Why and How the Pacific Pinball Museum Matters
-- By Gordo
What if no one had thought to preserve Magic Lanterns -- the only form of image projection from the late 1600s until the 1890s? What if no one had bothered to hold on to examples of this “Father of motion pictures and Grandfather of television”?
What if no one took the trouble to rescue and restore the player and reproducing pianos that, from the 1880s until 1929, were a vital source of home entertainment prior to radio and TV?
What if no one had taken the time to carefully document the music of the Big Band era of the Thirties and Forties or the early Fifties’ history of the beginnings of Rock & Roll?
If none of these things had taken place we’d all be the poorer for it. A void in American popular culture would exist and no collective memory of these artifacts or events would survive to enrich our understanding of who we are today and where we came from.
Fortunately, passionate collectors and archivists preserved these popular culture treasures for our education and enjoyment.
That’s why I’m so passionate about the Pacific Pinball Museum (PPM) and their high-minded mission and objectives.
Located in Alameda, California, the museum seeks to preserve the finest examples of that quintessentially American device -- the pinball machine. They want to archive and illuminate the games’ history, celebrate its genre artwork and use the science and technology behind them as teaching tools! All of which made me decide that I wanted to do everything that I could to help them.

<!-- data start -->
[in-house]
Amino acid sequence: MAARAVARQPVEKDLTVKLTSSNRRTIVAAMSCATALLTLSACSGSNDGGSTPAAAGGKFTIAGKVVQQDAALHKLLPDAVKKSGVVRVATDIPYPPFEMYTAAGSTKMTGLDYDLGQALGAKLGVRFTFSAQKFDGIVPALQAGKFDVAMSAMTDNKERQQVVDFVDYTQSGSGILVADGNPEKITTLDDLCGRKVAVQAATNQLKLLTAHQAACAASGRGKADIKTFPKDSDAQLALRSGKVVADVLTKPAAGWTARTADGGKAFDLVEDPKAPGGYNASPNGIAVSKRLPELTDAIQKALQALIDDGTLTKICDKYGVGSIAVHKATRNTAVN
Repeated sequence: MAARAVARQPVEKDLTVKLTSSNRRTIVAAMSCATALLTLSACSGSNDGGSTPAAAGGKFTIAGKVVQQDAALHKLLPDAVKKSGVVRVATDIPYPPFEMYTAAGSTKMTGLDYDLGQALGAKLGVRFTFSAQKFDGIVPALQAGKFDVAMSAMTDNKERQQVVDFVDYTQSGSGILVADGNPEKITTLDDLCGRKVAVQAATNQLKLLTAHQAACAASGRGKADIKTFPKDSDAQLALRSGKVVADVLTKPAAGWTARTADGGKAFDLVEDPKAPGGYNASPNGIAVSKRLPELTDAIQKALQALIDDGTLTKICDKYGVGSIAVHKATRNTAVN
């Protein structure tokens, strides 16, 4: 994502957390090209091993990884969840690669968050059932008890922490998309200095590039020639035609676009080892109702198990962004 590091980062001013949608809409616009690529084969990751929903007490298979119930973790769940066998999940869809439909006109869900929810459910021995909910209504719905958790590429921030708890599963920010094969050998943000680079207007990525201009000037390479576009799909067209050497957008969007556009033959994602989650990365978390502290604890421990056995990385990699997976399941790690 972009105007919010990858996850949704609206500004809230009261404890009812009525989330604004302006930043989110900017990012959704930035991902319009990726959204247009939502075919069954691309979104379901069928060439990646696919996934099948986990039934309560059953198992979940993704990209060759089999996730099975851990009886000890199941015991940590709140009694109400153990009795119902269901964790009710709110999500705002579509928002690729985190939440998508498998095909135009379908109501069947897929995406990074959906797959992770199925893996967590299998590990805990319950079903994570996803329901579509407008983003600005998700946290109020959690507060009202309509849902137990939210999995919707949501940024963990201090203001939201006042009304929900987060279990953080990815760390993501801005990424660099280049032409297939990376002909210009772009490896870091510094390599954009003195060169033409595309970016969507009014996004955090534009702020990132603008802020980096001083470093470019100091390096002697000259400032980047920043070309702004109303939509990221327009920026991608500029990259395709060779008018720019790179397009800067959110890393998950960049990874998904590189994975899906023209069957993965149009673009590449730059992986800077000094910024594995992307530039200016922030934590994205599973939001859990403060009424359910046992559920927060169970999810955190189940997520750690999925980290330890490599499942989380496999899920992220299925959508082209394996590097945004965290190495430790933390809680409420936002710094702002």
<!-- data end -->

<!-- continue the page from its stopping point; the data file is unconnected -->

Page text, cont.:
As a result, in June, 2009, I donated my entire, lifelong collection of 240 woodrail pinball machines to the PPM.
Of the 240 games I donated, the majority were made by D. Gottlieb & Company, considered by many to be the “Cadillac” of pinball manufacturers during that era. In fact, the Gottlieb portion of the collection included at least one restored or highly restorable example of every Gottlieb single-player machine from STAGE DOOR CANTEEN (November, 1945), through FOTO-FINISH (January, 1961).
The Woodrail, EM & Pioneering Games section of the Pacific Pinball Museum.
PPM Board of Directors President Larry Zartarian in the staging area of the PPM restoration, research & storage facility.
The 8 earliest post-war Gottlieb games, including STAGE DOOR CANTEEN, were all seldom seen, pre-flipper machines: SUPERLINER, BAFFLE CARD, MISS AMERICA, MAISIE, LUCKY STAR, MARJORIE, BOWLING LEAGUE and FLYING TRAPEZE.
In addition to all the single-player woodrail flipper games, Gottlieb’s first 4-player SUPER JUMBO and first 2-player DUETTE were included in the donated collection. Both standard and Deluxe cabinet models of Duette and standard and Deluxe models of the coveted single-player SLUGGIN’ CHAMP were also included.